Thank you for your time,

Letter 2


Dear Madam,

I am writing to you regarding our recent study on the effects that two specific types of therapy have on combat-related PTSD. The study went well, and I know we both enjoyed collaborating together on this project. The thing that concerns me however, is your suggestion that we make some small changes to the data in order for our preferred treatment to look like the better option of the two. While this would certainly help our cause in promoting this treatment over the other treatment, I am asking you to look at this from an ethical standpoint and rethink your suggestion.  Not only would these changes be in violation of the American Statistical Association’s (ASA) Ethical Guidelines for Statistical Practice and the American Psychological Association’s (APA) Ethical Principles of Psychologists and Code of Conduct, it also is in violation of the Biblical teachings regarding moral ethics.

According to the ASA, when providing information in reports or publications the statistician is to explain the outcome of the study in a way that is “honest and meaningful to the user/reader” (ASA, 2016, p. 3).  The APA states that psychology professionals should avoid “false, deceptive, or fraudulent statements” in all aspects of training, research, and affiliations (APA, 2017, p.8).  Finally, I would like to remind you that the Bible is very clear on how we, as Christians, are to conduct ourselves and our affairs. Proverbs 10:31, tells us that the speech of the righteous brings wisdom, and those who speak deceitful words will be found out (KJV).  While I agree that I was hoping our preferred treatment would have a more positive effect on our clients than the other treatment, I am opposed to any form of dishonesty. As this Bible verse points out, speaking, and in this case writing, in a dishonest manner will ultimately be found out. The Apostle Paul instructed us to “Lie not to one another…” (Colossians 3:9, KJV).  As professionals and Christians, not only are we required to uphold the guidelines set forth by the ASA and the APA, but we are mandated by the word of God to be honest, ethical, and Christ-like in our conduct and behavior (I Peter 1:15, KJV).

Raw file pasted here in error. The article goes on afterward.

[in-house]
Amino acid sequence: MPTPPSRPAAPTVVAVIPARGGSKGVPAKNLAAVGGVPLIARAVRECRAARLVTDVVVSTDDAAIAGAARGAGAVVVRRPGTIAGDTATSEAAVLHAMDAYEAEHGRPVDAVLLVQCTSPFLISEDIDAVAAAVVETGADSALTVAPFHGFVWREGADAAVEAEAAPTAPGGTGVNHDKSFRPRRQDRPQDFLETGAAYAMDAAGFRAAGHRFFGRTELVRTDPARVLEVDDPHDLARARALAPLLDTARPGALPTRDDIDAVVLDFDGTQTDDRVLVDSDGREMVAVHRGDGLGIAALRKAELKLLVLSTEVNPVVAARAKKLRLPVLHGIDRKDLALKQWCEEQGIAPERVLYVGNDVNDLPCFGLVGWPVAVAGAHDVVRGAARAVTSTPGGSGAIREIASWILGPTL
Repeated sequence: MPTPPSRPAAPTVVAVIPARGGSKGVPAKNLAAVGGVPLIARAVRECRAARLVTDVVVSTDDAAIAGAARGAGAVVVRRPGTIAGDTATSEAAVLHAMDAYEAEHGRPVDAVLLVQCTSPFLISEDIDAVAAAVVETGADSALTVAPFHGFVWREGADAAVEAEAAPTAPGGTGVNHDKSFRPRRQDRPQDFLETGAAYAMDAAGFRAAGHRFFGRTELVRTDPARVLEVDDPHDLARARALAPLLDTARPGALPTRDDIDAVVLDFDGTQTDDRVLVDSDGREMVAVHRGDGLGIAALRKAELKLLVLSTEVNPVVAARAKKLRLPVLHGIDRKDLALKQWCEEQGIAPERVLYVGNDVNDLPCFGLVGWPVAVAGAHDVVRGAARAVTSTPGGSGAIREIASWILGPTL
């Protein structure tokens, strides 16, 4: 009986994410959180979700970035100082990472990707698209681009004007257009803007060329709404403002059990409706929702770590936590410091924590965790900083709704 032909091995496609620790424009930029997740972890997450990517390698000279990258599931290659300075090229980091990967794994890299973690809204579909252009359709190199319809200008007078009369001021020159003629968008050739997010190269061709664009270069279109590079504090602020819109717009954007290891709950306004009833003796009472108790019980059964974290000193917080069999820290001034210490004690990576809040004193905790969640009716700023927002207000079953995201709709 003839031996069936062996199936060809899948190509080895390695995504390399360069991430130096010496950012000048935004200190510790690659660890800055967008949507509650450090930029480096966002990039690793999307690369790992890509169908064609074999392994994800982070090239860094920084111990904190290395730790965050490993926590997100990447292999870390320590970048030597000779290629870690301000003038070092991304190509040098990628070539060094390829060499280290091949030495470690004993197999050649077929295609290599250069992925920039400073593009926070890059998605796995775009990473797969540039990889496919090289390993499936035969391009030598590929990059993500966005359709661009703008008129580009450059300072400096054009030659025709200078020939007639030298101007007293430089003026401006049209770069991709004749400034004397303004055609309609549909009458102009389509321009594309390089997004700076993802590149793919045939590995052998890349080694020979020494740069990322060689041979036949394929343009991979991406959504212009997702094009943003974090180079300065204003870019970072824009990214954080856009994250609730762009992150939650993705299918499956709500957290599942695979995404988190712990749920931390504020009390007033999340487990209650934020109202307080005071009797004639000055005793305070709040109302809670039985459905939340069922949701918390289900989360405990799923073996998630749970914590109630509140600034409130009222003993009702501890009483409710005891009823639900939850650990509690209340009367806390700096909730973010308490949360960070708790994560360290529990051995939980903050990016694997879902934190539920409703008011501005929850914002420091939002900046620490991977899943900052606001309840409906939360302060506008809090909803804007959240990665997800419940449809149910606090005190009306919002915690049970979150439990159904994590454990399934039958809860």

I ask that you prayerfully reconsider your wish to adjust the data and let me know, at your earliest convenience, when your final decision has been made.

Respectfully yours,